August 19, 2022
Early deer seasons are characterized by hot, humid weather and the occasional front that arrives with a strong, sustained wind. For years, many deer hunters have believed that hunting on windy days is an exercise in futility. But is it?
On days when the winds blow 20 mph or more, do the deer stay huddled together? If so, at what wind speed will they start moving again? If not, how fast does the wind have to blow to lock them up and make early hunting a waste of time?
Over the years, I have found that most sportsmen who think hunting is horrible on windy days never hunt when a strong wind is blowing. So how do they know for sure if the field experience is equal to or close to zero? Trail camera footage? They only tell you so much. Whitetails may move, though mostly in sheltered areas and not as far as they do on calm days.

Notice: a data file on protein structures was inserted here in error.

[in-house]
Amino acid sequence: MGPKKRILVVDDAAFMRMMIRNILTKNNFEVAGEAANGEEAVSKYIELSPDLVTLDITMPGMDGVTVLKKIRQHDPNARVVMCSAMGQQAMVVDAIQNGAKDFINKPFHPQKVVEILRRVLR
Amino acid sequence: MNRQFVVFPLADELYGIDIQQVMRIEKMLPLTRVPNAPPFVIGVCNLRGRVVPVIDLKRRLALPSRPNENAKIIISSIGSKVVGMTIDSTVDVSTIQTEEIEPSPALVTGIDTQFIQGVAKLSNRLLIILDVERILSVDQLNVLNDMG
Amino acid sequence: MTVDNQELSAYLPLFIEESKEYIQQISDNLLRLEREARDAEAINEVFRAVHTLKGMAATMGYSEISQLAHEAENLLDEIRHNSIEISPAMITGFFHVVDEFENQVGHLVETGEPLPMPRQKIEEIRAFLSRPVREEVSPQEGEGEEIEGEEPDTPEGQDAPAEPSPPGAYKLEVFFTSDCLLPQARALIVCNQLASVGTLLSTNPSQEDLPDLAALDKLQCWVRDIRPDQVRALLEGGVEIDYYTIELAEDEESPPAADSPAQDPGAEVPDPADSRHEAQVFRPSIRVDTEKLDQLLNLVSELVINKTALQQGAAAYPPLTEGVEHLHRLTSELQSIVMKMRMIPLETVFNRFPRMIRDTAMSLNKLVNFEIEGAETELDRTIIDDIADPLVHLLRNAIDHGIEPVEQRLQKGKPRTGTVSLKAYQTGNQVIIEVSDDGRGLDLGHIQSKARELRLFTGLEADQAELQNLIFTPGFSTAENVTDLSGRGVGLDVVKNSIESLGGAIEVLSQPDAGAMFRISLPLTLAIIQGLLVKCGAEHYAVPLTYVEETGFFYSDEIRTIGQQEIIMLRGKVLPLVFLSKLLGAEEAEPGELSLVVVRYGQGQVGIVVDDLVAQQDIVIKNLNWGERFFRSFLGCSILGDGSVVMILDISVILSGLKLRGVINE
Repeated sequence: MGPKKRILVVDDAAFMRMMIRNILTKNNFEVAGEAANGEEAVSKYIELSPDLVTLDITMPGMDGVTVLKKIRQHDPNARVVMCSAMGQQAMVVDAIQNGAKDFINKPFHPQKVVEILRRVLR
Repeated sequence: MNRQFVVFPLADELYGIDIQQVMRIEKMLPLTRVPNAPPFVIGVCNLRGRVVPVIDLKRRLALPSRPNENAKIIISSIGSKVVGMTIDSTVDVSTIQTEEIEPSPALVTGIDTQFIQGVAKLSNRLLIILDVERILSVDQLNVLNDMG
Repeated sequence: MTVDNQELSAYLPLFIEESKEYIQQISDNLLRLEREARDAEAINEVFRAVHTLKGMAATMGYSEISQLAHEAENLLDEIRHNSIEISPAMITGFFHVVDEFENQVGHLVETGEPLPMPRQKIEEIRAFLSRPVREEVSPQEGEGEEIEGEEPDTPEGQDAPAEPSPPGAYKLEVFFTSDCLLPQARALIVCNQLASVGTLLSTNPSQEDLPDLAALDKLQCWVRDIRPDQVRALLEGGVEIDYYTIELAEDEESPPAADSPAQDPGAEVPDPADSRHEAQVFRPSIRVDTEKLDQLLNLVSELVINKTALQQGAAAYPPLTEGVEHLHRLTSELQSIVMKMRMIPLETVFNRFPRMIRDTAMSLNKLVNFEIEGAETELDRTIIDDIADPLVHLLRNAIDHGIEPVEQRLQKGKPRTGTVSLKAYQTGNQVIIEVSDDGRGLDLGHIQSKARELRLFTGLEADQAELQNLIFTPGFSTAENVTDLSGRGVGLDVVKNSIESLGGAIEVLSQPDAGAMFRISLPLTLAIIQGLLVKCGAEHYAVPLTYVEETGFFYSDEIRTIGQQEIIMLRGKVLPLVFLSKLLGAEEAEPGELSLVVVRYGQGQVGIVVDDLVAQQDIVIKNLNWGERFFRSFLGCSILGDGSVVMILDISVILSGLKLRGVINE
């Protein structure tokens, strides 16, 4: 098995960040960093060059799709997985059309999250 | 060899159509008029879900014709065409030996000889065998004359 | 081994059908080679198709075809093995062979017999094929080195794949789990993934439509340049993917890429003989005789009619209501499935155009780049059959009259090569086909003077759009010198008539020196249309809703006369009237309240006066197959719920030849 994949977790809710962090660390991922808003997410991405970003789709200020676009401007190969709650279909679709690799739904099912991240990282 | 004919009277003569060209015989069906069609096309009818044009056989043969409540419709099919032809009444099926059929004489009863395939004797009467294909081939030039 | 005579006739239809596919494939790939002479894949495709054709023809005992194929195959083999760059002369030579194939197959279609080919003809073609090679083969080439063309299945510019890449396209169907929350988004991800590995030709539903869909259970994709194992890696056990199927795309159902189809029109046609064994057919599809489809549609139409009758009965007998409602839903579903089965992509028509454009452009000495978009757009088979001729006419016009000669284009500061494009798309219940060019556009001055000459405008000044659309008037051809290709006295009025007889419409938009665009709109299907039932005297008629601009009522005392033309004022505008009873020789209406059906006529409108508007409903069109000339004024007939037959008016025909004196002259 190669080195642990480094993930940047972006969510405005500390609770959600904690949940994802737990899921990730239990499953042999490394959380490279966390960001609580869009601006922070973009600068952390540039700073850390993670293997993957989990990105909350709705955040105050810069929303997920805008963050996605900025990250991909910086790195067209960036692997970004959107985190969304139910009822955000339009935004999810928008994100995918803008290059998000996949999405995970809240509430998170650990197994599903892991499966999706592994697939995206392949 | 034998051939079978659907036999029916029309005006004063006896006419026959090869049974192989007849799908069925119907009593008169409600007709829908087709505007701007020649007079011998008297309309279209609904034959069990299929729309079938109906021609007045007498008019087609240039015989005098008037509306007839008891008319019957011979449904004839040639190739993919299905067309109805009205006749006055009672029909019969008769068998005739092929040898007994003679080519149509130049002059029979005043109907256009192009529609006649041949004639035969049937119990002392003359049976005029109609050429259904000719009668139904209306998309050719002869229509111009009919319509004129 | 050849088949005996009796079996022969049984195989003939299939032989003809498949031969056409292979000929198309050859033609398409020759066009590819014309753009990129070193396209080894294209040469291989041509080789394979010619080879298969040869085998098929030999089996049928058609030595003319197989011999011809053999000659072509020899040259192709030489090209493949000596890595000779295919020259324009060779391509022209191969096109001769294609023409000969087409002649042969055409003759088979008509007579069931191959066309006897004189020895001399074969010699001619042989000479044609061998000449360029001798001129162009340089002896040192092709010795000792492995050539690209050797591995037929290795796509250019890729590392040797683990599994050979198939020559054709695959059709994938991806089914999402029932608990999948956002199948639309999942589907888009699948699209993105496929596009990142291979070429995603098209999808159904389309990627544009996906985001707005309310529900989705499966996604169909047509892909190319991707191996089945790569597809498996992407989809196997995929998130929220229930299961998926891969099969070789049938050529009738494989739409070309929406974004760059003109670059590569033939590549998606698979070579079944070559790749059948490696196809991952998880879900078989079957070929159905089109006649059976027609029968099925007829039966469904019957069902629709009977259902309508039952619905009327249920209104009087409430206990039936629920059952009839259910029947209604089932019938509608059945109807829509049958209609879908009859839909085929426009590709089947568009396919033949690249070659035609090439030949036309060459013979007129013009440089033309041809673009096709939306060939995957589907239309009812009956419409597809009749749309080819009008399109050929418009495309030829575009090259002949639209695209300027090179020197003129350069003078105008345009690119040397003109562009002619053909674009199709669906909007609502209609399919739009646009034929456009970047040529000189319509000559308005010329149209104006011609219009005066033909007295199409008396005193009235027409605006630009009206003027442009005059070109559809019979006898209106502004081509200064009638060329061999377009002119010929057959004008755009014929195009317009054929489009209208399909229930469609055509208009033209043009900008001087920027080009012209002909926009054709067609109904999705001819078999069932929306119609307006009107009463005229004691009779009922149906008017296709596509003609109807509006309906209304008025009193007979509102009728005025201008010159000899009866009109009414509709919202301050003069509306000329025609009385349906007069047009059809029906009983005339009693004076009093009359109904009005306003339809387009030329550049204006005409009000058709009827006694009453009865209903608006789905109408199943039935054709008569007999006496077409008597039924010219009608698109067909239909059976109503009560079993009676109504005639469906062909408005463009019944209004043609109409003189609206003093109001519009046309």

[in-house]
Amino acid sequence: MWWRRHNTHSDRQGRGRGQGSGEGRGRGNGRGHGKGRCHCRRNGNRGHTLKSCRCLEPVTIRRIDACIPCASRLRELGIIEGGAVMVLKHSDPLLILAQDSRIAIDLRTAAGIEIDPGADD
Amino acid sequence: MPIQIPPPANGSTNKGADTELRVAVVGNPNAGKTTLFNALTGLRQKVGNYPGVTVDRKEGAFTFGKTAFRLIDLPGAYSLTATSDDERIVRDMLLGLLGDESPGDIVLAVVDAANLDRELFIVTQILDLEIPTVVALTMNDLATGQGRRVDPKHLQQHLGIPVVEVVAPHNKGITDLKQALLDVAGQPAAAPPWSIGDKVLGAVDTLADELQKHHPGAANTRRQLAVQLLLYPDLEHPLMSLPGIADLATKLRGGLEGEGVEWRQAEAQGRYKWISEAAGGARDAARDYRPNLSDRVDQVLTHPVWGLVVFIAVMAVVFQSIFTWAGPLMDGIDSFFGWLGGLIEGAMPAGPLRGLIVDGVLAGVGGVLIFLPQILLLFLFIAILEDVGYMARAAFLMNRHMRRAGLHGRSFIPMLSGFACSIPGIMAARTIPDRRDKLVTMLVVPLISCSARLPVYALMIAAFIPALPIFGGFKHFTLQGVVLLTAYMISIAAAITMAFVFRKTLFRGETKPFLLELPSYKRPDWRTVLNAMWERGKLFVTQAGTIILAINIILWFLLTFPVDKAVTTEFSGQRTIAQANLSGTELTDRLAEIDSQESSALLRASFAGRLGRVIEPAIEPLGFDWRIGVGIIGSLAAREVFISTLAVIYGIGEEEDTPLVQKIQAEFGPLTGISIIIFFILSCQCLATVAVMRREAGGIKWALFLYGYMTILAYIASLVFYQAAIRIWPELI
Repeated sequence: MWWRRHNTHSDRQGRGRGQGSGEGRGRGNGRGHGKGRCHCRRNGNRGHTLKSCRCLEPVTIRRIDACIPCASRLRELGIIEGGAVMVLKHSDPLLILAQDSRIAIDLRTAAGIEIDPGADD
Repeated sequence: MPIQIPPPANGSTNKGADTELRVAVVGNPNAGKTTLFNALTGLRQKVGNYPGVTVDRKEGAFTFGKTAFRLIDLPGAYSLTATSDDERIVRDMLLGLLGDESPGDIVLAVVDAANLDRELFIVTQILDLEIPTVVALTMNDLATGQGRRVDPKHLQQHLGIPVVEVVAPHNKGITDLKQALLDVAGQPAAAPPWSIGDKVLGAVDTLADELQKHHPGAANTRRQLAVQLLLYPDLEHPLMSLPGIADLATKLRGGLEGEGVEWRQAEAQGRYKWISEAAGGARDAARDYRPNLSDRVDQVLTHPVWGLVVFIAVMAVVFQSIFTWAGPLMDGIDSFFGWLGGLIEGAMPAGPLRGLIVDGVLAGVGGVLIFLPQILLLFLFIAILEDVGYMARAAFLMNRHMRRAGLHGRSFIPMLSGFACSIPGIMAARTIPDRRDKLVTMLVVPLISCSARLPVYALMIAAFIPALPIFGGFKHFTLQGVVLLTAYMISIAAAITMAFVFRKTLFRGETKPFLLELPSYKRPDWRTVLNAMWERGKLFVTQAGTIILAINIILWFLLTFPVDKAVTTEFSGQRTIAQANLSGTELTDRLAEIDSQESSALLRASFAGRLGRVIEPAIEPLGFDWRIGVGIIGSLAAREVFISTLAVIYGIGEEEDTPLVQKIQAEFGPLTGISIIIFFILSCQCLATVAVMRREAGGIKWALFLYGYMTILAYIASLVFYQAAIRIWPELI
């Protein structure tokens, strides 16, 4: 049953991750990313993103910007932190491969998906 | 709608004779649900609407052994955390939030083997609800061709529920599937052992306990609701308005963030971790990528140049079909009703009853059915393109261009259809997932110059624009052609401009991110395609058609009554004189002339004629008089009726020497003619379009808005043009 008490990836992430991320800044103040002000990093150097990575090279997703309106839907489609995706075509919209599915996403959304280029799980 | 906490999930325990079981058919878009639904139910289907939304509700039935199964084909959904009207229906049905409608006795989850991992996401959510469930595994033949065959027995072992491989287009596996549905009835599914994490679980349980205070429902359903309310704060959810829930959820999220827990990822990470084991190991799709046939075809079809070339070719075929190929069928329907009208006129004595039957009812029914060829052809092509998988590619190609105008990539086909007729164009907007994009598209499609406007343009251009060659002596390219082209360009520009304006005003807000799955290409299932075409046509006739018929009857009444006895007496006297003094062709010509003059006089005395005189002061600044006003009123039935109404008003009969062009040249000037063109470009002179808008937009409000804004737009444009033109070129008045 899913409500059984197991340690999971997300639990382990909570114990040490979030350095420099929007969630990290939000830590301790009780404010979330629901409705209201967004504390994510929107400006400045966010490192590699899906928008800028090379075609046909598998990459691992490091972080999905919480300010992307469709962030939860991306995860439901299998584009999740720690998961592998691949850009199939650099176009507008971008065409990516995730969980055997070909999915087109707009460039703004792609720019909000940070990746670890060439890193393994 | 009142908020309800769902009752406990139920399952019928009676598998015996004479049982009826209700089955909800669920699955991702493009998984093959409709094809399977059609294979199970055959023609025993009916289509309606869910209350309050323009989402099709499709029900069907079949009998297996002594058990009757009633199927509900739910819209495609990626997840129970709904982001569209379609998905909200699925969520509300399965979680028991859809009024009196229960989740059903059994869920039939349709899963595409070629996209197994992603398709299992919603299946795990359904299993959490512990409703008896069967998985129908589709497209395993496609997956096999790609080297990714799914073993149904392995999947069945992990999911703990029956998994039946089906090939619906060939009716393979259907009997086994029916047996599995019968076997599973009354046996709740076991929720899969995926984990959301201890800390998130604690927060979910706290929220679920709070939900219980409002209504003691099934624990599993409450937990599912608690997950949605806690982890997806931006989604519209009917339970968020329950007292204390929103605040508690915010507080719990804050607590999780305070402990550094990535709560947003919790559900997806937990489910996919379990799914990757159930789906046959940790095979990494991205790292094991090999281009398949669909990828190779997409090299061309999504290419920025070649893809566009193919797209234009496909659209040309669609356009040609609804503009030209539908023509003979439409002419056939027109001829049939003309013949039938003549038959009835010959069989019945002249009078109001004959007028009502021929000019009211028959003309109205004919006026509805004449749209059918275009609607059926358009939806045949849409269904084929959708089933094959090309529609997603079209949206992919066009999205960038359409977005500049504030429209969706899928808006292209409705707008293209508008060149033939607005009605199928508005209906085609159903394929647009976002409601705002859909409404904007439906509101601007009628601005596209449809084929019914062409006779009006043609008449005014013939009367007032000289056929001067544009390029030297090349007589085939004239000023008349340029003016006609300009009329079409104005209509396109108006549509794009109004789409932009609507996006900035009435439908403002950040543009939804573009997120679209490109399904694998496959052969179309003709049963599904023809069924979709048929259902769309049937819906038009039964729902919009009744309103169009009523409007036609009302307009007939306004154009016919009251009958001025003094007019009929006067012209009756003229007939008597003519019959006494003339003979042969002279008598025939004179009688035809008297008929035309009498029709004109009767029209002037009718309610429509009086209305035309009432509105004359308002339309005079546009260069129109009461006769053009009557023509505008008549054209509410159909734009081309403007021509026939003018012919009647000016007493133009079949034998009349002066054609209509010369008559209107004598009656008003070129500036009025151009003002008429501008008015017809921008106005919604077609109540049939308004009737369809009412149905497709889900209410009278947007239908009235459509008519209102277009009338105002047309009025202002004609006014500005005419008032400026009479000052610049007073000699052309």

I’ve had success on days when the wind was really blowing, but usually only after adjusting my placement and technique. I find it difficult (and not particularly safe) to sit 20 feet up in a tree that sways like the mast of a tall ship on a rough ocean. But I am so I. So what does the research say about deer movement on windy days?
THE SOUTH TEXAS STUDY
In 1984, two researchers, Texas Tech University professor Steve Demarais and wildlife manager Bob Zaiglin, placed radio telemetry collars on 25 trophy males in south Texas. They collected data over four years, then analyzed how different wind speeds affected fallow deer movement. In their study, they divided wind speed into different categories: 0 to 4 mph, 5 to 9 mph, 10 to 14 mph, 15 to 19 mph, and over 20 mph. They found that the deer moved more in light winds and then dramatically decreased their movement when wind speeds reached 15 to 19 mph. However, when the wind was blowing at 20 mph or higher, deer activity spiked to the same level as when the winds were calm. Go figure. In this study, both calm and very windy days would have produced good hunting.
THE OKLAHOMA STUDY